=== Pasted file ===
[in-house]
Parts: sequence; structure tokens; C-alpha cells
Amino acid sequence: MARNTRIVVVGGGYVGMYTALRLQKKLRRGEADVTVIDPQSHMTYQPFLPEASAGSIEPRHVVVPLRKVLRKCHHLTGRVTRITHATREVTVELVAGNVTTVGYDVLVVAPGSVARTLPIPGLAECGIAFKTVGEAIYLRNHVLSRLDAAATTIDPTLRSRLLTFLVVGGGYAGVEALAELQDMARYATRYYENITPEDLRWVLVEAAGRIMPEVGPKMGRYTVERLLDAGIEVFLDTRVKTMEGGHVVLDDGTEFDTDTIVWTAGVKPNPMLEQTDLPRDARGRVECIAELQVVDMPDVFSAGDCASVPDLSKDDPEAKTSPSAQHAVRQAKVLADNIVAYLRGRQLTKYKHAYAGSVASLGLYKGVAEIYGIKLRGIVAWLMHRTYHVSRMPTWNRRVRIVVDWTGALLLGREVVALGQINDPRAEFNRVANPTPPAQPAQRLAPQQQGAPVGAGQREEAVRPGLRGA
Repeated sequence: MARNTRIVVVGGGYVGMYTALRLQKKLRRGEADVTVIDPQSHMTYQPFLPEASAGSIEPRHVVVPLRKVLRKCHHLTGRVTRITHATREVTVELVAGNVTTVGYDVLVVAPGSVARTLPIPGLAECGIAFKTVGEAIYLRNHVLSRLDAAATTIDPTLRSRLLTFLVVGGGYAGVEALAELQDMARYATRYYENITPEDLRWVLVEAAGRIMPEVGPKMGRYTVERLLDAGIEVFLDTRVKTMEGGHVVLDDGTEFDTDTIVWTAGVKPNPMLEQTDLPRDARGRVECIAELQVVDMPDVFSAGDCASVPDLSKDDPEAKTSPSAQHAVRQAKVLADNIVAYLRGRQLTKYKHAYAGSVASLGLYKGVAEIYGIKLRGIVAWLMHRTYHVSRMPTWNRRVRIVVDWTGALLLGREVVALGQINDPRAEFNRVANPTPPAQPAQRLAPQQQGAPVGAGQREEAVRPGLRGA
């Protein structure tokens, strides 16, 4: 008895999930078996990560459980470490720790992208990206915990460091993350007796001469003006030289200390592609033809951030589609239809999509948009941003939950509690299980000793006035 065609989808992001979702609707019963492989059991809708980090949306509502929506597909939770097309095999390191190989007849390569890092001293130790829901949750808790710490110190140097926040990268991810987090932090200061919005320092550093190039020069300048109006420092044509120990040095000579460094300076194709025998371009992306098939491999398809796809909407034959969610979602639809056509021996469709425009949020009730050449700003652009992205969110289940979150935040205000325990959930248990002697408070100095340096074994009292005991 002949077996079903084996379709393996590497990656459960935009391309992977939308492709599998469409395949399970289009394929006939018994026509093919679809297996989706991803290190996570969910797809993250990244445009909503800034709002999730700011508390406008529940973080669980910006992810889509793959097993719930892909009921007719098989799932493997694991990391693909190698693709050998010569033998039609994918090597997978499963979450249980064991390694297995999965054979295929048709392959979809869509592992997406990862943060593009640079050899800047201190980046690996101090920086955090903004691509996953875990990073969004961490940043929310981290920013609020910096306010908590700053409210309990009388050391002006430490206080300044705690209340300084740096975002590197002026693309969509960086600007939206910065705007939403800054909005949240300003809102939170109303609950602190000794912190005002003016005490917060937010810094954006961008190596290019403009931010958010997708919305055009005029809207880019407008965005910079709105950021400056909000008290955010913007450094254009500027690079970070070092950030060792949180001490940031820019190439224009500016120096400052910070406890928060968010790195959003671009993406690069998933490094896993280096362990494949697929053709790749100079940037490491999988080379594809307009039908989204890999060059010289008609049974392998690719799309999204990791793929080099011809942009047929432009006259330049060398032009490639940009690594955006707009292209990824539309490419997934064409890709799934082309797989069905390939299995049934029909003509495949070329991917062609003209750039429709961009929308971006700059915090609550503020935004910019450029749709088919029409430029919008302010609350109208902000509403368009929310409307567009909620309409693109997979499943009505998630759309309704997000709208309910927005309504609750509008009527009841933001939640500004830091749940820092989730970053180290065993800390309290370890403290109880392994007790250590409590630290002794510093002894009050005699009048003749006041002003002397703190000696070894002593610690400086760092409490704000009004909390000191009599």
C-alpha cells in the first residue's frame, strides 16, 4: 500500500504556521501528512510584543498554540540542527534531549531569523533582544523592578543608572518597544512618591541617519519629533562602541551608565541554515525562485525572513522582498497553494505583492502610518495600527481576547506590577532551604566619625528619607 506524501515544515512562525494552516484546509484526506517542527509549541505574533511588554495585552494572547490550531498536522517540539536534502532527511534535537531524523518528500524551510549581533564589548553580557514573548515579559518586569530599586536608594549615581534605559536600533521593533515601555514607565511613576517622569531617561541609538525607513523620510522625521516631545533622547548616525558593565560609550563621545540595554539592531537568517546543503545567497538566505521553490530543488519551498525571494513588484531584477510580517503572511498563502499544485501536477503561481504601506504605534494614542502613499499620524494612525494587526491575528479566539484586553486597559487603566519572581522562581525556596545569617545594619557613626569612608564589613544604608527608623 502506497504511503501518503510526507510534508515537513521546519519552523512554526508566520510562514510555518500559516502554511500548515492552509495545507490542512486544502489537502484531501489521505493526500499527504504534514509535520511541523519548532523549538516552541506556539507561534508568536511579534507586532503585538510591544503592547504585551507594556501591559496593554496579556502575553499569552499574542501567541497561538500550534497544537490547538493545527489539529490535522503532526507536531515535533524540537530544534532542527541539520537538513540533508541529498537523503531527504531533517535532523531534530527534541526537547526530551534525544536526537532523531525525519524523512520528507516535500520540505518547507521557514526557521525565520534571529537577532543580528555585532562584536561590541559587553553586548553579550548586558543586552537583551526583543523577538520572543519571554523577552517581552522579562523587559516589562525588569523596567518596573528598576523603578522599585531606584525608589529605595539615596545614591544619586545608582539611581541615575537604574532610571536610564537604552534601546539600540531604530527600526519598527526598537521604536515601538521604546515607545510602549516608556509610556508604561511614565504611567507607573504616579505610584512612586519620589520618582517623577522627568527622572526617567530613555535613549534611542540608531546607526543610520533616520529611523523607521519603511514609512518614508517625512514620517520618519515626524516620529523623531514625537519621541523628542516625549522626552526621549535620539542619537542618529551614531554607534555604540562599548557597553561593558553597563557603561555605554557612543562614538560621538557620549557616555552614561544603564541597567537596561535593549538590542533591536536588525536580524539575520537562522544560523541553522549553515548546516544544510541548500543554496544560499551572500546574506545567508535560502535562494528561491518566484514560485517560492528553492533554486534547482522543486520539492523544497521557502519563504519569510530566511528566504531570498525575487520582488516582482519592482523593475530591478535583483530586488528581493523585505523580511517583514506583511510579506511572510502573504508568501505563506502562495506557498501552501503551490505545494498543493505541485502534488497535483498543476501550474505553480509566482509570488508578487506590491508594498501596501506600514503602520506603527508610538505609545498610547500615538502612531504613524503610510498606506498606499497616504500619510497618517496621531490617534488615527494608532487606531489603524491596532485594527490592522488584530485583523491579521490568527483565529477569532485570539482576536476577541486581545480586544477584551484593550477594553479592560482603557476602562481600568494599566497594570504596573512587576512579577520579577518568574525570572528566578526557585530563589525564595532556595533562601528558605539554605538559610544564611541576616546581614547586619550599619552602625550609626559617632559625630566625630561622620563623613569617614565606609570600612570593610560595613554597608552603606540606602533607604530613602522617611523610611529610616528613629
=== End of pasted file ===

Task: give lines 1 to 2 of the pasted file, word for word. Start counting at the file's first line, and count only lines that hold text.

[in-house]
Parts: sequence; structure tokens; C-alpha cells